Climb Every Mountain

This medallion will be part of a sleeveless tunic, the Sand Dollar Shift.  I am enjoying using wonderfully soft Cascade Ultra Pima yarn for this project

“Why am I tormenting myself during summer break?"  I asked my husband a couple of days ago.  "Peasant women in third world countries go blind doing this in order to feed their families.”  I'd just spent more than two exasperating hours in an attempt to work the first few rows of a medallion--a component of a sleeveless tunic.  To start this garment, I had to learn to work the circular cast on illustrated on the same page as the pattern in the summer 2014 issue of Knitter's Magazine. This task entails making a loose loop, knitting stitches into it, and then—magically—pulling the tail to create a neat, tight circle.  I did eventually execute the cast-on (after finding an alternate technique on YouTube) and knit the first row, but I then erred on the second one, a row which required left and right increases.  Wielding four little sticks while fumbling with an intrusive loop as I tried to figure out the ins and outs of an increase technique with which I was unfamiliar was overwhelming.  I tore out my work and repeated this process several times.  Tired, I was tempted to quit but soldiered on.

My husband and I had a similar experience yesterday.  Let me note that this hasn’t been a great summer for us.  I am at the point where I feel I’m on the brink, tasting a bit of future freedom and time to reconnect with my husband as my children approach becoming independent.  My older son just turned seventeen, and the youngest is fourteen.  But it seems that it is more difficult now than it was a couple of years ago to bond as a couple.  Dennis and I are hesitant to leave our home together for more than a couple of hours at a time (as teenagers are a bit unpredictable), and the boys are just too big for a babysitter.  In addition, we don’t have any unwitting friends or relatives who might be willing to stay at our house to monitor things and to deal with a cocksure seventeen-year-old and his entourage of buddies. Nor do my spouse and I have any exciting independent trips to distract us this summer, so it's day after day of doing football laundry and cleaning up sticky peanut butter from spoons and plates and counters. (Protein is an athletic staple and peanut butter is a good source.)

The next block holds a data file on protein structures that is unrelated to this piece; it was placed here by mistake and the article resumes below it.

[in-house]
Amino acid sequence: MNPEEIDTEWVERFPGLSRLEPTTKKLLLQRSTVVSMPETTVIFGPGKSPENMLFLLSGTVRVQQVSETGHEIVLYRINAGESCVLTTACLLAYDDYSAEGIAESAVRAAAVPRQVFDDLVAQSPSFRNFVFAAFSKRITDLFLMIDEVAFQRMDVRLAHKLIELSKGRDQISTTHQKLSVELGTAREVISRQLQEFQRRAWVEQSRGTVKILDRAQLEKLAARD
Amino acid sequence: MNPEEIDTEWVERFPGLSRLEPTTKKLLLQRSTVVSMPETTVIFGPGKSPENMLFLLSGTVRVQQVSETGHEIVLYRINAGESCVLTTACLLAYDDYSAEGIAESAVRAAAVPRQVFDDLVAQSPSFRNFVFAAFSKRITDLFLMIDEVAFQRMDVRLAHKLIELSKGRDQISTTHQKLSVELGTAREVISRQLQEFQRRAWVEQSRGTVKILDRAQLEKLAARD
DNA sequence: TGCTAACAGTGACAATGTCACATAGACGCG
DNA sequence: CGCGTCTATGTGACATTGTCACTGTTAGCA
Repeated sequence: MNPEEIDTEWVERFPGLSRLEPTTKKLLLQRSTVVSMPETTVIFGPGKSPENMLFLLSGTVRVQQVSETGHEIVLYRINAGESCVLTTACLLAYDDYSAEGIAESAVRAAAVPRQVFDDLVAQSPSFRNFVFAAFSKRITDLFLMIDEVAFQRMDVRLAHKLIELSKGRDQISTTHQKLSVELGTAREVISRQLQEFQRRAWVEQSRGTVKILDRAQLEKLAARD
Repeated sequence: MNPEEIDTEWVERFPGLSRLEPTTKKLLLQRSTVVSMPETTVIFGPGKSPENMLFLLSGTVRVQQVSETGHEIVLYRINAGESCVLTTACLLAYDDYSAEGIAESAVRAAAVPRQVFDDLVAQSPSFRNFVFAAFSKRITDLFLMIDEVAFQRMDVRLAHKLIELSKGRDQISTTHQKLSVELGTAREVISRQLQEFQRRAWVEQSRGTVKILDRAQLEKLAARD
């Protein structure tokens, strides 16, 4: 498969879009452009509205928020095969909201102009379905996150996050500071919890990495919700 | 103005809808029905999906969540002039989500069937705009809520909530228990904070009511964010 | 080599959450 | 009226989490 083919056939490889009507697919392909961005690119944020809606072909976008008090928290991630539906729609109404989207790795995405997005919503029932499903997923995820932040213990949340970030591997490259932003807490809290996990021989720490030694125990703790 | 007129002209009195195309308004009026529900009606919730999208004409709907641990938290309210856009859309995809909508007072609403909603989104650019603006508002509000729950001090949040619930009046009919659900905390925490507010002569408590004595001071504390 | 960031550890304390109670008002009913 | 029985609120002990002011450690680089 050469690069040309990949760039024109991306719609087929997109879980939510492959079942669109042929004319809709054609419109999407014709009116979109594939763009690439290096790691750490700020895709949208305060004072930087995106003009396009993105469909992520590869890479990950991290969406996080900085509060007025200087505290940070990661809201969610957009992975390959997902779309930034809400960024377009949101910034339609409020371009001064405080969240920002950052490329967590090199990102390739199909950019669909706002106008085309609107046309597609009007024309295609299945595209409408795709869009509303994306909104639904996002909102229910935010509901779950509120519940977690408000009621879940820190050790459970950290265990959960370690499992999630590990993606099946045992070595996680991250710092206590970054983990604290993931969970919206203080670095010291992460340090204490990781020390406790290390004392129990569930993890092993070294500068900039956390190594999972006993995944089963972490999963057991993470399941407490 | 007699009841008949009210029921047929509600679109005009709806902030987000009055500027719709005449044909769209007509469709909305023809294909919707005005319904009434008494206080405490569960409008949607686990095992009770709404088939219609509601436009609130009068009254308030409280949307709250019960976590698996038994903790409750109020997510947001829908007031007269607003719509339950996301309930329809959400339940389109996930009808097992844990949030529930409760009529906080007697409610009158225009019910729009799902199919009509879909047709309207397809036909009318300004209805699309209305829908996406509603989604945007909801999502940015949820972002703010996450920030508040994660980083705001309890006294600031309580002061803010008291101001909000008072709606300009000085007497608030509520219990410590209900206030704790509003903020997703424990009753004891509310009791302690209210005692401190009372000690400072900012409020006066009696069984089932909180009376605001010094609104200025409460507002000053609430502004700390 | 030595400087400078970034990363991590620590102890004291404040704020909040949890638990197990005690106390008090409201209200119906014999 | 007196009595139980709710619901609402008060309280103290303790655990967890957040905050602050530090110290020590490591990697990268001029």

But my husband and I made a plan.  We would take a day trip.  We would wake up early (when the boys were still sleeping), drive to a charming mountain hamlet, and there enjoy a pleasant meal and maybe a stroll.  Our older son would wake up and have to go to his life guarding job, so he would be kept occupied, and the younger would be content to stay home alone and play video games for a few hours after his noontime rising.  The first part of the day met our expectations.  We took a two-and-a-half-hour ride to Black Mountain, where we perused shops and galleries and where I was finally able to explore the Black Mountain Yarn Shop (see last blog post for details).  We also ate a meal at a restaurant named Veranda, and I was proud of myself for not overindulging.  The food was fresh and homemade and seasoned well, and, dining al fresco, we enjoyed a pleasant breeze. 

We enjoyed the view from the restaurant.  

I bought this vibrant skein of sock yarn at the Black Mountain Yarn Shop.  It's Jitterbug from Colinette Yarns and is made in Wales.